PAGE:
Lamprehuela (Cobitis paludica)

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Cobitis paludica
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Lamprehuela fact file

Lamprehuela description

KingdomAnimalia
PhylumChordata
ClassActinopterygii
OrderCypriniformes
FamilyCobitidae
GenusCobitis (1)

This small bottom-dwelling fish, a member of the Cobitidae, or loach family (4), has an elongated, pale body patterned with dark spots (2). The head, also dotted with small spots, bears three pairs of barbels (fleshy projections) around the mouth (2), and a forked, erectile spine sits below each eye (2) (4). Male lamprehuela are smaller than females (2).

Also known as
Colmilleja.
Synonyms
Cobitis haasi.
Size
Length: up to 15 cm (2)
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Lamprehuela biology

The lamprehuela is a short-lived fish in which, interestingly, females live for a year longer than males, with females living for up to five years, but males living only up to four years (2) (6). Lamprehuela mature shortly after reaching a year old (7), with spawning commencing in late March and ending in July (7). During this time, sexually mature females release hundreds of eggs, (up to 1,400 eggs), into the water (2), in a minimum of two batches (7).

Lamprehuela feed on invertebrates, particularly chironomid (non-biting midge) larvae and Ostracoda (small shrimps) (6), as well as detritus and algae (2) (8).

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Lamprehuela range

The lamprehuela occurs in rivers of the central and southern Iberian Peninsula (1), but has also been introduced, presumably by fish anglers, to rivers in northern Spain (1) (5).

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Lamprehuela habitat

A bottom-dwelling, freshwater fish, the lamprehuela inhabits the middle and lower parts of rivers, where there is a gentle current, sandy or gravel bottom, and submerged aquatic vegetation (1) (5) (6).

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Lamprehuela status

Classified as Vulnerable (VU) on the IUCN Red List 2007 (1), and listed on Appendix III of the Bern Convention (3).

IUCN Red List species status – Vulnerable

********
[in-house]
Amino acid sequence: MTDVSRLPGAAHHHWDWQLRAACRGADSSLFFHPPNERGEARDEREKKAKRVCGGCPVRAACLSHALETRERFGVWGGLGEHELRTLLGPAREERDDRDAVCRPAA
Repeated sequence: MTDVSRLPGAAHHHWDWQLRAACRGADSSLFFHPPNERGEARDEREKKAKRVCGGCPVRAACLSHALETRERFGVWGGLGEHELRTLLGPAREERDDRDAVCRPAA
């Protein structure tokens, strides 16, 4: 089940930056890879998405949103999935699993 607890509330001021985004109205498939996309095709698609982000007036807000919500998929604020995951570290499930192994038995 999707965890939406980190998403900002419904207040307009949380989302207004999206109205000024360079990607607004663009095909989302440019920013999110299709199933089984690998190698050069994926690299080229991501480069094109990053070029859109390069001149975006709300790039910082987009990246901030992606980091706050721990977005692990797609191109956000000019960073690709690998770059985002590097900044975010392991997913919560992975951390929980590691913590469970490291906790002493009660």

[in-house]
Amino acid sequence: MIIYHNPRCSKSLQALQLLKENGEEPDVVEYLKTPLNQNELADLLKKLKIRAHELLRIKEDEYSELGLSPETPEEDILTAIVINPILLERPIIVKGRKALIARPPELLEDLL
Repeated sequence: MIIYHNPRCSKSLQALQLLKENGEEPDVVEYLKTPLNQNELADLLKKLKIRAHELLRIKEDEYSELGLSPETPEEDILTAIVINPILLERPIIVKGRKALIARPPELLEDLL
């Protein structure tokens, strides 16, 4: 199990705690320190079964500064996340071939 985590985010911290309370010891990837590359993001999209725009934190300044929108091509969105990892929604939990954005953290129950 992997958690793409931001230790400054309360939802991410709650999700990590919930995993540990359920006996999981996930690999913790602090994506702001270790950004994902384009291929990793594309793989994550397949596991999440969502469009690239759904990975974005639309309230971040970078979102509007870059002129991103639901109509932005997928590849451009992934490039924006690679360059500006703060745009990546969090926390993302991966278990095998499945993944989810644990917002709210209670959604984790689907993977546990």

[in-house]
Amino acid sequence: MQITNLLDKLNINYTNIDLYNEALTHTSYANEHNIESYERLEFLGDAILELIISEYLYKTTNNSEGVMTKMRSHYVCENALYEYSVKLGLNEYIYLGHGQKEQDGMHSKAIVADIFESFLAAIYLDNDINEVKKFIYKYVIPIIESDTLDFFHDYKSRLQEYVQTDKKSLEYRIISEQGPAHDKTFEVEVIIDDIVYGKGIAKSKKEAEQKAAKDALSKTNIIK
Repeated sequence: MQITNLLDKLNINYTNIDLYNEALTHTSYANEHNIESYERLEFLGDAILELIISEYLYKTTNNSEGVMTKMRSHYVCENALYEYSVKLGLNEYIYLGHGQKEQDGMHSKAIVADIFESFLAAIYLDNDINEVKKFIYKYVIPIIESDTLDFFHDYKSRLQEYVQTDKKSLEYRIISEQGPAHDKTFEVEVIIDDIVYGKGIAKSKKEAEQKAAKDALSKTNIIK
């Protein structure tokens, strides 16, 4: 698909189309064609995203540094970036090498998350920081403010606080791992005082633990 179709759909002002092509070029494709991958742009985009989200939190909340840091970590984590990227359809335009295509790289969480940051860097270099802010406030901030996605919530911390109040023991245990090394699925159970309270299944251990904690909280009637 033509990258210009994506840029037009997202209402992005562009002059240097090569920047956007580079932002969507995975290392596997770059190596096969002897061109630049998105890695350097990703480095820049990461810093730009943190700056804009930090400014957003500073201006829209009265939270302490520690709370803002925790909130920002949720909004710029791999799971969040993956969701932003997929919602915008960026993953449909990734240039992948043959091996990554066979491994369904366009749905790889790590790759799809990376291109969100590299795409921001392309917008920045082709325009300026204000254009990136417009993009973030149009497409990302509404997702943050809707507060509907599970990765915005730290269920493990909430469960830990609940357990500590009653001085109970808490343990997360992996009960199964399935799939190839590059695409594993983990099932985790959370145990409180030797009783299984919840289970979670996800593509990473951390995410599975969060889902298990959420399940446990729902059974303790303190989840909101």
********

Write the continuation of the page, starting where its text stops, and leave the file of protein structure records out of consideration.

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Lamprehuela threats

This small loach faces a number of threats which have led to the reduction of formerly abundant populations (1), and local extinctions in some river tributaries (2). The extraction of gravel and diversion of water for agriculture, along with pollution and dam construction, has destroyed suitable habitat for the lamprehuela (2). The introduction of exotic fish species has also had a negative effect on populations, and the commercial trade in lamprehuela as live bait could potentially pose an additional threat to this Vulnerable species (1) (2) (5).

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Lamprehuela conservation

In Spain, there is legislation which ensures the maintenance of minimum river flow, which should lessen the occurrence of destructive river alterations, such as dams. Spanish law also bans the use of live bait (2) (5), however, the commercial trade in live bait remains a potential threat in Portugal (2). To ensure the long-term survival of this threatened fish it has been recommended that the release of exotic fishes should be carefully controlled, and water flow and quality should be strictly monitored (2).

View information on this species at the UNEP World Conservation Monitoring Centre.
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Authentication

This information is awaiting authentication by a species expert, and will be updated as soon as possible. If you are able to help please contact: arkive@wildscreen.org.uk
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Glossary

Detritus
Litter formed from fragments of dead material.
Invertebrates
Animals with no backbone.
Larvae
Stage in an animal’s lifecycle after it hatches from the egg. Larvae are typically very different in appearance to adults; they are able to feed and move around but usually are unable to reproduce.
Spawning
The production or depositing of large quantities of eggs in water.
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References

  1. IUCN Red List (June, 2007)
    http://www.iucnredlist.org
  2. Perdices, A. and Doadrio, I. (1997) Threatened Fishes of the World: Cobitis paludica (De Buen, 1930) (Cobitidae). Environmental Biology of Fishes, 49: 360 - .
  3. Bern Convention (June, 2007)
    http://www.coe.int/t/e/cultural_co-operation/environment/nature_and_biological_diversity/
  4. Nelson, J.S. (1994) Fishes of the World. Third Edition. John Wiley and Sons Inc, New York.
  5. Elvira, B. (1995) Conservation status of endemic freshwater fish in Spain. Biological Conservation, 72: 129 - 136.
  6. Soriguer, M.C., Vallespín, C., Gomez-Cama, C. and Hernando, J.A. (2000) Age, diet growth and reproduction of a population of Cobitis paludica (de Buen, 1930) in the Palancar stream (southwest of Europe, Spain) (Pisces: Cobitidae). Hydrobiologia, 436: 51 - 58.
  7. Oliva-Paterna, F.J., Torralva, M.M. and Fernández-Delgado, C. (2002) Age, growth and reproduction of Cobitis paludica in a seasonal stream. Journal of Fish Biology, 60: 389 - 404.
  8. Valladolid, M. and Przybylski, M. (2003) Feeding ecology of Cobitis paludica and Cobitis calderoni in Central Spain. Folia Biologica, 51: 135 - 141.
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Image credit

Cobitis paludica  
Cobitis paludica

© Juan Manuel Borrero / naturepl.com

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